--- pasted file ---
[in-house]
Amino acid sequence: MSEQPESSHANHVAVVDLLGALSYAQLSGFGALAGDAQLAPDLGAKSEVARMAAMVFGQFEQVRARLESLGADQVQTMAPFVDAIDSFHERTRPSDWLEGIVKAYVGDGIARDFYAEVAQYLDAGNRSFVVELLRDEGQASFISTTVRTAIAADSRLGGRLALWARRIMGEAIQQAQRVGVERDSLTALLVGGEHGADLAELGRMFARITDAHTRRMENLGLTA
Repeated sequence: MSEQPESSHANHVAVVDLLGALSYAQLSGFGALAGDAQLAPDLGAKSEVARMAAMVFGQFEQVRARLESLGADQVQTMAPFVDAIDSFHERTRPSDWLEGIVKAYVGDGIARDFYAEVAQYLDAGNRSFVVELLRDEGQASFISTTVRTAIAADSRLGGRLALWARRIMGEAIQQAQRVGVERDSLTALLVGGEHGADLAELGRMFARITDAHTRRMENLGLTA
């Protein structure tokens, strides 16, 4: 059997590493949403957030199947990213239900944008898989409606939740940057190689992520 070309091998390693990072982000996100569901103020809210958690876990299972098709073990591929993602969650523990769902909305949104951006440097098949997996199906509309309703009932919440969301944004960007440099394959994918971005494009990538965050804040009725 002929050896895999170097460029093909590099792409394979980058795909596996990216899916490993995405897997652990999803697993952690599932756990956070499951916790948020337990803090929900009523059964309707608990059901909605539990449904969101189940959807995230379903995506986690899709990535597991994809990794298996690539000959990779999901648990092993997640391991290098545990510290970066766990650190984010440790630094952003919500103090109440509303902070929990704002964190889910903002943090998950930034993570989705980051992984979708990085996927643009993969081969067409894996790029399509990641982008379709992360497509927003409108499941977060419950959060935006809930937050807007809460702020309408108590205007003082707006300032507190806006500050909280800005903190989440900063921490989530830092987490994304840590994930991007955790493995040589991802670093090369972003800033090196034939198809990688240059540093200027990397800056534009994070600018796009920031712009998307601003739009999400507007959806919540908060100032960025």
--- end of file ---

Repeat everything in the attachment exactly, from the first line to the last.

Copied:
[in-house]
Amino acid sequence: MSEQPESSHANHVAVVDLLGALSYAQLSGFGALAGDAQLAPDLGAKSEVARMAAMVFGQFEQVRARLESLGADQVQTMAPFVDAIDSFHERTRPSDWLEGIVKAYVGDGIARDFYAEVAQYLDAGNRSFVVELLRDEGQASFISTTVRTAIAADSRLGGRLALWARRIMGEAIQQAQRVGVERDSLTALLVGGEHGADLAELGRMFARITDAHTRRMENLGLTA
Repeated sequence: MSEQPESSHANHVAVVDLLGALSYAQLSGFGALAGDAQLAPDLGAKSEVARMAAMVFGQFEQVRARLESLGADQVQTMAPFVDAIDSFHERTRPSDWLEGIVKAYVGDGIARDFYAEVAQYLDAGNRSFVVELLRDEGQASFISTTVRTAIAADSRLGGRLALWARRIMGEAIQQAQRVGVERDSLTALLVGGEHGADLAELGRMFARITDAHTRRMENLGLTA
């Protein structure tokens, strides 16, 4: 059997590493949403957030199947990213239900944008898989409606939740940057190689992520 070309091998390693990072982000996100569901103020809210958690876990299972098709073990591929993602969650523990769902909305949104951006440097098949997996199906509309309703009932919440969301944004960007440099394959994918971005494009990538965050804040009725 002929050896895999170097460029093909590099792409394979980058795909596996990216899916490993995405897997652990999803697993952690599932756990956070499951916790948020337990803090929900009523059964309707608990059901909605539990449904969101189940959807995230379903995506986690899709990535597991994809990794298996690539000959990779999901648990092993997640391991290098545990510290970066766990650190984010440790630094952003919500103090109440509303902070929990704002964190889910903002943090998950930034993570989705980051992984979708990085996927643009993969081969067409894996790029399509990641982008379709992360497509927003409108499941977060419950959060935006809930937050807007809460702020309408108590205007003082707006300032507190806006500050909280800005903190989440900063921490989530830092987490994304840590994930991007955790493995040589991802670093090369972003800033090196034939198809990688240059540093200027990397800056534009994070600018796009920031712009998307601003739009999400507007959806919540908060100032960025």